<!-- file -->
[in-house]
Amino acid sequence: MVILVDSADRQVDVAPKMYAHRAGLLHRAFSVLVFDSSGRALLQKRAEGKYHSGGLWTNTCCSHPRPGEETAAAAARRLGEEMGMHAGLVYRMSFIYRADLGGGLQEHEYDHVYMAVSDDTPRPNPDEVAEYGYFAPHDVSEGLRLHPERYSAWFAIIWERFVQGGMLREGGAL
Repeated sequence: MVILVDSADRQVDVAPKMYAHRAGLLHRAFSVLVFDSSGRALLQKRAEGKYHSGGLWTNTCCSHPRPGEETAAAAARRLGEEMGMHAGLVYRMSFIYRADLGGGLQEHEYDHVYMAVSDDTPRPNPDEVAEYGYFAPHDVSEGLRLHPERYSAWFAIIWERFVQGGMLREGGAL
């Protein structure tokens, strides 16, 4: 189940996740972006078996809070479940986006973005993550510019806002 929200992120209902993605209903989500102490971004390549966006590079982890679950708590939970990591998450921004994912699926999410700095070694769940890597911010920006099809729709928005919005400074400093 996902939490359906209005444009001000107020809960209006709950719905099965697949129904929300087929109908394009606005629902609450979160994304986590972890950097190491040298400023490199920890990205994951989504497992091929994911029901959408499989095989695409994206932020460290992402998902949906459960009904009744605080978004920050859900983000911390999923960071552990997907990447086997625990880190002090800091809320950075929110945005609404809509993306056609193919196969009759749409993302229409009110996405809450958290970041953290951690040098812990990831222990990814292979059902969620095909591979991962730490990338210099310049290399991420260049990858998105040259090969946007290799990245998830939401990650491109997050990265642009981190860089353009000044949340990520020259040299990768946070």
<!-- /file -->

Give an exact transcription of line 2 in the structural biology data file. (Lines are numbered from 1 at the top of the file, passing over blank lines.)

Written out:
Amino acid sequence: MVILVDSADRQVDVAPKMYAHRAGLLHRAFSVLVFDSSGRALLQKRAEGKYHSGGLWTNTCCSHPRPGEETAAAAARRLGEEMGMHAGLVYRMSFIYRADLGGGLQEHEYDHVYMAVSDDTPRPNPDEVAEYGYFAPHDVSEGLRLHPERYSAWFAIIWERFVQGGMLREGGAL